Thursday, October 29, 2015

The Interdependency of Common Core Standards, Proficiency Levels, and High Expectations

            An October 12 article by Emma Brown reported Ohio and Arkansas politicians and their State Education Agents (SEA) decided to redefine what “proficiency” means based on the results on their Common Core tests.  This action inflates the performance of its students.  One result of embracing lower levels of proficiency is diminished expectations to achieve the mission of learning for all.  
            Forty-four states and the District of Columbia continue to implement the Common Core State Standards.  Several states sought to avoid the politically-toxic Common Core name by using alternate names.  However, while the Missouri Learning Standards or the North Carolina Standard Course of Study avoid the Common Core name, their tests of adequate yearly progress are still designed to measure learning based on Common Core Standards. 
            Neither the Mathematics or ELA minimal standards at grade level collectively identified as the Common Core State Standards (CCSS) or any related assessments of student progress, such as the PARCC or Smarter Balanced, reduce student aspirations or potential.  Idiomatically, "A rising tide lifts all boats."  The effect of lowering the cut points that determine proficiency is false identification of progress.  Such a lie puts a hole into an educational system’s expectations and forecloses that system's students.  An effective educational system embraces high standards for success, thereby guiding its students to "reach for the stars.”  By contrast, lowering levels of proficiency reinforces a containment culture whereby too much credit is provided for a student’s ability to hit the ceiling with a pencil.
            A thorough review of the National Assessment of Educational Progress (NAEP) report card reveals the disparity of education by state.  NAEP math and reading tests are given every other year to a representative sample of fourth and eighth graders.  Nationwide, 2015 score results were down on three of the four tests, which critics of Common Core will use as evidence that the standards do not work.  However, as reported by Felton (2015), NAEP scores from the four states that never adopted the Common Core: Virginia, Nebraska, Alaska, and Texas, also exhibited a downward trend compared to 2013 NAEP results. 
            It is more important to examine NAEP results to identify states with the highest performing students.  Finding many of the states with the lowest performing students are the same states with politicians and SEA that will lower cut points for proficiency should not be surprising.  It should also be noted that many of the states with the lowest performing students either opted out or are now seeking to opt out of the CCSS.  Rather than focusing on the 2015 NAEP results as proof that the Common Core Standards are ineffective, the state-by-state disparity of 2015 NAEP results actually add to the rationale for the Common Core.  The state-by-state disparity that is clearly recorded in NAEP results since 1998 reinforce the need for common standards, rigorous assessment of learning, and great expectations established through a high level of proficiency.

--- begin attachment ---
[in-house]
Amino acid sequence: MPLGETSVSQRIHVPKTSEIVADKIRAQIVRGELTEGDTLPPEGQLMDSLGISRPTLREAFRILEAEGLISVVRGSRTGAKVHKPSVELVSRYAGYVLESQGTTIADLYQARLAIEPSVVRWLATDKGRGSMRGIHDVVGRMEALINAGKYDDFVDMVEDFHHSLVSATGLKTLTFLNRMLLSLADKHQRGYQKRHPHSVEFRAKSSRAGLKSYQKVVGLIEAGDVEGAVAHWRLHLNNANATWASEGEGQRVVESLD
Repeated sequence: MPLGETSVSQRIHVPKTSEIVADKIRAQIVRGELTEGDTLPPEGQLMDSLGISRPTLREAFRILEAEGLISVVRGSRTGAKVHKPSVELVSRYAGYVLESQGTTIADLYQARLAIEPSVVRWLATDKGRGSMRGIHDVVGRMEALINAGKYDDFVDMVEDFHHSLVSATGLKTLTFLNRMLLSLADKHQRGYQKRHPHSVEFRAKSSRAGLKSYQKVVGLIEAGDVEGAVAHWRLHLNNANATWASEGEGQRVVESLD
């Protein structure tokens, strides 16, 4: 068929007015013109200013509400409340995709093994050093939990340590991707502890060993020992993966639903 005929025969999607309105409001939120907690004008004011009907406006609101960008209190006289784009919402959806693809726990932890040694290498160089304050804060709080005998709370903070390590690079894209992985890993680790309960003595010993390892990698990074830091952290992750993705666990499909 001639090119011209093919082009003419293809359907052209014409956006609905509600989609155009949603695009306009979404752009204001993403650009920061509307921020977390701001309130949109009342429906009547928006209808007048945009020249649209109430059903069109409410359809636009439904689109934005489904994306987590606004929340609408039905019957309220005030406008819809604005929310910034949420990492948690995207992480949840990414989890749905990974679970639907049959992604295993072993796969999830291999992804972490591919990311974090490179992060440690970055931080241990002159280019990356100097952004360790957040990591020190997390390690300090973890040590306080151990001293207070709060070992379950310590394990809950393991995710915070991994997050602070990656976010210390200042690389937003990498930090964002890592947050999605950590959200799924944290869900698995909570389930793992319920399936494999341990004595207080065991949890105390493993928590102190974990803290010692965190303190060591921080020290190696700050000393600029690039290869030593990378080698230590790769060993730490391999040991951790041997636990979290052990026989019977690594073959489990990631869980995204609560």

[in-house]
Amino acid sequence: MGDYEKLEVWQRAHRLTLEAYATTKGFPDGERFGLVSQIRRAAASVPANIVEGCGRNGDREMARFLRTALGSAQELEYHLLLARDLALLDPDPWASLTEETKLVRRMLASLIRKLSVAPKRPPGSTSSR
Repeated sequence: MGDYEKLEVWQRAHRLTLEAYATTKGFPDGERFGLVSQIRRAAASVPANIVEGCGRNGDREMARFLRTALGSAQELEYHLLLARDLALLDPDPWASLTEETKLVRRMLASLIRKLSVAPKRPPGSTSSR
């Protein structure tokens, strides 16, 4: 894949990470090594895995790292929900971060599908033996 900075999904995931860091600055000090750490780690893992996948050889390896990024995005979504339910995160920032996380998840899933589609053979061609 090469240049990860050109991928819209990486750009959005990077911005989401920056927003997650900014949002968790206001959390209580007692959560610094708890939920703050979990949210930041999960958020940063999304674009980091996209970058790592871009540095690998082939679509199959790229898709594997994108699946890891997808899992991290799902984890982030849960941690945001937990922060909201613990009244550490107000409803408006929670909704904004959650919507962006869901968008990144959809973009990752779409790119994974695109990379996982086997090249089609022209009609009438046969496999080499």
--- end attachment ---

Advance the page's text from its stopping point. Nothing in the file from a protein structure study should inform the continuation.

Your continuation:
The leaders of states with consistently low performing school systems seem to embrace a philosophy of avoiding the truth rather than embracing a concerted effort for educational reform. Explication of minimal grade level benchmarks for learning at each grade level, which the CCSS provides, creates opportunities and realistic expectations.  Standards such as the CCSS represent the minimal level of expected achievement not the final destination for all students.  It is prudent to suggest leaders willing to lower expectations or discard a system of research-based minimal level of achievement, want sheep rather than "an informed citizenry (Jefferson) who will be capable of protecting government of the people, by the people, for the people (Lincoln, 1863). 
            A state’s commitment to Common Core math and ELA standards has been related to an upward proficiency trend (Petersen & Ackerman, 2015).  Effectively teaching our children is the greatest societal responsibility because the educational search for truth frees our minds, strengthens our spirits, and secures our society.  By contrast, any state educational system exhibiting a lack of willingness to optimally educate its students encourages ignorance and disempowerment.  Such a system perpetuates fear and hopelessness, which is the food for prisons of the mind and spirit.
            The goal of an effective educational system must be driven by an honorable mission.  Effective Schools Research suggests the mission for educational systems is "learning for all" (Lezotte & Snyder, 2011).  Educational systems dedicated to such a mission willingly provide the necessary tools so the outcome is everyone knows how to "Ask, and it will be given to you; seek, and you will find; knock, and the door will be opened to you" (Matthew 7:7).

To cite:
Anderson, C.J. (October 29, 2015) The interdependency of common core standards, proficiency 
               levels, and high expectations.[Web log post] Retrieved from
Crawford, J. (2012). Aligning your curriculum to the common core state standards. Thousand
               Oaks, CA: Corwin Press.
Edmonds, R. (1979). Effective Schools for the urban poor. Educational Leadership, 37,
Lezotte, L. W., & Snyder, K. M. (2011). What effective schools do: Re-envisioning the
               correlates. Bloomington, IN: Solution Tree Press
Manley, R. J., & Hawkins, R. J. (2013). Common core state standards: What are they?
               In Making the common core standards work: Using professional development to
               build world-class schools. (pp. 19-31). Thousand Oaks, CA: Corwin Press.

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